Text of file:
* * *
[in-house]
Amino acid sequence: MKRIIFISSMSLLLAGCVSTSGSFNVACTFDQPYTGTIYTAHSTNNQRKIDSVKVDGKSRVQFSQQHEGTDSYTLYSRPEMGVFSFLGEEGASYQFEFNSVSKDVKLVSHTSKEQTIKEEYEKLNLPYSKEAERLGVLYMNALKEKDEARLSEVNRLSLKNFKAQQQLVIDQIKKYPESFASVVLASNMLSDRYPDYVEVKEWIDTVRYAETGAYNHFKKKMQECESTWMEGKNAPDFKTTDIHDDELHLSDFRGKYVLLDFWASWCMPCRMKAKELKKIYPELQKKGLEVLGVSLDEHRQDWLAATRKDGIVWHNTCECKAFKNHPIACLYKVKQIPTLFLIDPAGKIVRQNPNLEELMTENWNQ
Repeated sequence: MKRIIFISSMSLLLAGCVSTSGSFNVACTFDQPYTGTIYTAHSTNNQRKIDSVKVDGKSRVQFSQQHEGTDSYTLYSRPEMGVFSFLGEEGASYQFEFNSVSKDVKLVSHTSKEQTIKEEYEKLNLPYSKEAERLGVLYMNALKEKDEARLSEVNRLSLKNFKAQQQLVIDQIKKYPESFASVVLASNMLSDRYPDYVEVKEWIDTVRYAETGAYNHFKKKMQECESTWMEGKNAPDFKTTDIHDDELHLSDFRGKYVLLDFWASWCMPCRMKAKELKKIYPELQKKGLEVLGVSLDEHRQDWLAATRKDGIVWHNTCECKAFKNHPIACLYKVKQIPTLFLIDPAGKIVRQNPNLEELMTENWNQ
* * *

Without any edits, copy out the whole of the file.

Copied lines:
[in-house]
Amino acid sequence: MKRIIFISSMSLLLAGCVSTSGSFNVACTFDQPYTGTIYTAHSTNNQRKIDSVKVDGKSRVQFSQQHEGTDSYTLYSRPEMGVFSFLGEEGASYQFEFNSVSKDVKLVSHTSKEQTIKEEYEKLNLPYSKEAERLGVLYMNALKEKDEARLSEVNRLSLKNFKAQQQLVIDQIKKYPESFASVVLASNMLSDRYPDYVEVKEWIDTVRYAETGAYNHFKKKMQECESTWMEGKNAPDFKTTDIHDDELHLSDFRGKYVLLDFWASWCMPCRMKAKELKKIYPELQKKGLEVLGVSLDEHRQDWLAATRKDGIVWHNTCECKAFKNHPIACLYKVKQIPTLFLIDPAGKIVRQNPNLEELMTENWNQ
Repeated sequence: MKRIIFISSMSLLLAGCVSTSGSFNVACTFDQPYTGTIYTAHSTNNQRKIDSVKVDGKSRVQFSQQHEGTDSYTLYSRPEMGVFSFLGEEGASYQFEFNSVSKDVKLVSHTSKEQTIKEEYEKLNLPYSKEAERLGVLYMNALKEKDEARLSEVNRLSLKNFKAQQQLVIDQIKKYPESFASVVLASNMLSDRYPDYVEVKEWIDTVRYAETGAYNHFKKKMQECESTWMEGKNAPDFKTTDIHDDELHLSDFRGKYVLLDFWASWCMPCRMKAKELKKIYPELQKKGLEVLGVSLDEHRQDWLAATRKDGIVWHNTCECKAFKNHPIACLYKVKQIPTLFLIDPAGKIVRQNPNLEELMTENWNQ